07/15/2014 05:00 EDT | Updated 09/13/2014 05:59 EDT

Douglas Garland Arrest: How Murder Of Nathan O'Brien, Grandparents Could Be Prosecuted Without Bodies

Forensic investigators analyzing suspected homicides must trust that a dead body tells a story. When it comes to the Calgary slayings of five-year-old Nathan O'Brien and his grandparents, constructing that murder narrative to go to trial could be more challenging without any human remains.

"The bodies of the three victims have not been found," Calgary Police Chief Rick Hanson announced Monday, before adding that police nevertheless planned to bring three counts of murder against a suspect in custody.

Though such cases are unusual, the absence of victims' bodies does not preclude a murder charge in Canada. A prosecution can still build a solid case, retired Toronto homicide detective Dave Perry said.

"It's not really about not having a body; it's about how much evidence do they have without a body," he said.

"You don't need the body for a conviction, but every case you work on, of course you want to get everything possible in terms of evidence."

Perry noted that convicted killers Michael Rafferty and Terri-Lynne McClintic, currently serving life sentences for murdering eight-year-old Tori Stafford, were arrested and charged in May 2009 — two months before the Ontario girl's remains were found and confirmed as being hers.

A Calgary judge in 1987 found Al Dolejs guilty of two counts of second-degree murder for killing his 12-year-old son Paul and 10-year-old daughter Gabi. Their bodies were not located until months after Dolejs was sentenced to life. He eventually brokered a prison transfer deal to lead investigators to his children's remains near Bragg Creek, and died in prison in 2005.

'The dead speak volumes'

In Florida, Casey Anthony was charged in connection with the 2008 murder of her two-year-old daughter Caylee. The girl's remains were located about two months after Anthony was charged, though she was eventually acquitted.

If Nathan's or the Likneses bodies are ever recovered, Perry said, forensics teams would be looking out for everything from fibre evidence to DNA transfer from the suspect to the victims.

"That's the next next biggest hurdle for [Calgary police]," he said. "Finding those three bodies could net them additional forensic evidence and tell them a lot more about who was responsible."

That's a common refrain among criminology academics, said Janne Holmgren, an associate professor in the Department of Justice Studies at Calgary's Mount Royal University.

"We always say the body speaks volumes. The dead speak volumes," she said.  

Investigators found blood inside the Liknes residence after the couple and their grandchild vanished on June 29. Police believe at least one person would likely have been in "medical distress" following what appeared to be a violent struggle. More than two weeks have passed since the trio vanished.

From this point, police would have to make an inference about the missing persons' fates.

No body, no prosecution in Thailand

"We know that people can only go on without so much amount of blood," Holmgren said.

"Based on that evidence, they would have been able to say that if those people didn't receive that urgent medical care, somebody died."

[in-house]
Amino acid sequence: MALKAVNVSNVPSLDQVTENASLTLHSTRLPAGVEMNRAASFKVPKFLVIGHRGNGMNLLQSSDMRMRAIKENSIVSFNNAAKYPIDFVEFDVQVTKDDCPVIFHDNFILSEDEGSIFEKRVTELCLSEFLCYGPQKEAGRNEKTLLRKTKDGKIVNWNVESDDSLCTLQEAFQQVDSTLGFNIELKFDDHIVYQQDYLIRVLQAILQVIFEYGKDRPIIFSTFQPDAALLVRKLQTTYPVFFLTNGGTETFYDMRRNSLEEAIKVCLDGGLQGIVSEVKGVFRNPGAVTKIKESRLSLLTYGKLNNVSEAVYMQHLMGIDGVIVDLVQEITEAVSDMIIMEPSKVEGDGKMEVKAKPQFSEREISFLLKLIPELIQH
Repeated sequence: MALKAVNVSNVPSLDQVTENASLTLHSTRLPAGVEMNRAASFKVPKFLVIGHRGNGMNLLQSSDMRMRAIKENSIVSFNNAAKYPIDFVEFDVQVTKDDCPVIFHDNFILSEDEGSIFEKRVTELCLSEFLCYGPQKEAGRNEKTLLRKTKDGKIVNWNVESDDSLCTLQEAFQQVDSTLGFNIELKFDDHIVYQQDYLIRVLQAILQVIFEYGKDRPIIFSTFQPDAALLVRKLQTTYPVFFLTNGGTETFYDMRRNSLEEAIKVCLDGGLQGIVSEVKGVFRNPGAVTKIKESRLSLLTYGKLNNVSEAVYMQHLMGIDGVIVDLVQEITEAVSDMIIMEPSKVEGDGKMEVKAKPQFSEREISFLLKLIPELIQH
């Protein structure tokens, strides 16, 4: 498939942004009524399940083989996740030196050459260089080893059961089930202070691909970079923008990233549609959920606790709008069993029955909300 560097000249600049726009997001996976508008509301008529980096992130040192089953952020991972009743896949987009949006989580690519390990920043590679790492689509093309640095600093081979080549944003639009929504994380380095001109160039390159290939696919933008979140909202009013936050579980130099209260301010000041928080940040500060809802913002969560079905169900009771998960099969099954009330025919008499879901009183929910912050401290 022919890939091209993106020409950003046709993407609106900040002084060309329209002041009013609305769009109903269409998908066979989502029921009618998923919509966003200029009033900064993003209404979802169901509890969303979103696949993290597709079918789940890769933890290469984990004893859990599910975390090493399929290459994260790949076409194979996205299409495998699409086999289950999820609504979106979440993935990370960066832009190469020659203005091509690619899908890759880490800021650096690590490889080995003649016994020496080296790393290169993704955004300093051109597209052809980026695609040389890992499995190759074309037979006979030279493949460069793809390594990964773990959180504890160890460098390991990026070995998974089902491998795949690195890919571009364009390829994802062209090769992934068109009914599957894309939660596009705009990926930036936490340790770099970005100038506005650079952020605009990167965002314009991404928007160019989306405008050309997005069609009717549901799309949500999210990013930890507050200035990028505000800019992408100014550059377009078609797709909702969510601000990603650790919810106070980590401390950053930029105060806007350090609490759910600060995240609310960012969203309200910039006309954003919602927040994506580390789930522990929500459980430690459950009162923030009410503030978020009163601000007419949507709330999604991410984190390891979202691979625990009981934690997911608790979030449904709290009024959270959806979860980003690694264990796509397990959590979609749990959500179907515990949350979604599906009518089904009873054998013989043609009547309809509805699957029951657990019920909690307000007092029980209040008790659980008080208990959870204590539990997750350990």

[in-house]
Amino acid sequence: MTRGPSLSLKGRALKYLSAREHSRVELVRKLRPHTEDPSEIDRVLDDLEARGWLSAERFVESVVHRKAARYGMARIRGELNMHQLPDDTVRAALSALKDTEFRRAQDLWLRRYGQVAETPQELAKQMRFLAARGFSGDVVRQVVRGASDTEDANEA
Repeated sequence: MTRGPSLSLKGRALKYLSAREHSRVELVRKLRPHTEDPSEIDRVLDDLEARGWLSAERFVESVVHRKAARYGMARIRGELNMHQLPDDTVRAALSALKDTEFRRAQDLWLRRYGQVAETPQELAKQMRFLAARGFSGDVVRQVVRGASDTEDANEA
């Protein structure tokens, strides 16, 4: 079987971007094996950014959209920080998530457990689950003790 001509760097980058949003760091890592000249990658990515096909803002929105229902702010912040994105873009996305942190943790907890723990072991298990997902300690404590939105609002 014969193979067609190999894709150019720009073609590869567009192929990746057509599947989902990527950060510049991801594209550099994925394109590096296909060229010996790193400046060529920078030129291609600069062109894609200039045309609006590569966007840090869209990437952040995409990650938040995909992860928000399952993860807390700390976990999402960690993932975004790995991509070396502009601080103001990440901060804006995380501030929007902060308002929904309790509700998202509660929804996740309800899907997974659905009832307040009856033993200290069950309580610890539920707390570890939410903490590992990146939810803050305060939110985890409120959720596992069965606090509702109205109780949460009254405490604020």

Although prosecutions for murder in countries such as Thailand can't proceed without a body, prosecutors in Canada can press ahead regardless.

"There have been successful prosecutions of people where the body was never found," Toronto criminal defence lawyer Michael Lacy said.

"If you think about it, that makes sense that you shouldn't necessarily need a body. Otherwise, everybody who's going to get away with murder would just make sure they dispose of a body, in acid or whatever."

Proving death is among the essential elements in the offence of murder.

"But I wouldn't want to suggest that that makes this a very difficult prosecution. It doesn't," Lacy said. "It really depends on other circumstances — a motive, for example, would be an important element of the Crown's case."

Types of murder charges telling

A motive could be materializing based on interviews with Douglas Garland, who is currently in police custody and charged with two counts of first-degree murder and one count of second-degree murder.

Police previously told reporters that Garland harboured "bad blood" with Alvin Liknes over a business feud.

The two types of murder charges in this case are also telling.

First-degree murder in Canada refers to a planned and premeditated crime.

"They have evidence an individual went to that house for the purposes of committing that crime," Holmgren said. "For the second-degree murder charge, the individual might not have known there was a little boy in this house, and didn't have the premeditated component to have planned that murder, but in the commission of committing the alleged [planned] crimes, the person is presumed to have also murdered the little boy."

More questioning of the suspect is to come. Garland will likely be confronted with evidence gathered so far and asked to respond to it, Holmgren said, adding she has been impressed by the speed of the investigation so far.

In the mean time, police say more than 900 tips have poured in as they continue to search hay fields on the outskirts of Airdrie, north of Calgary, for the bodies of Nathan and his grandparents.

"The hope is that they're found, but it could be that they're not found for a long time," Holmgren said. "That's all we can hope for in terms of closure for the family, if there is such as thing."

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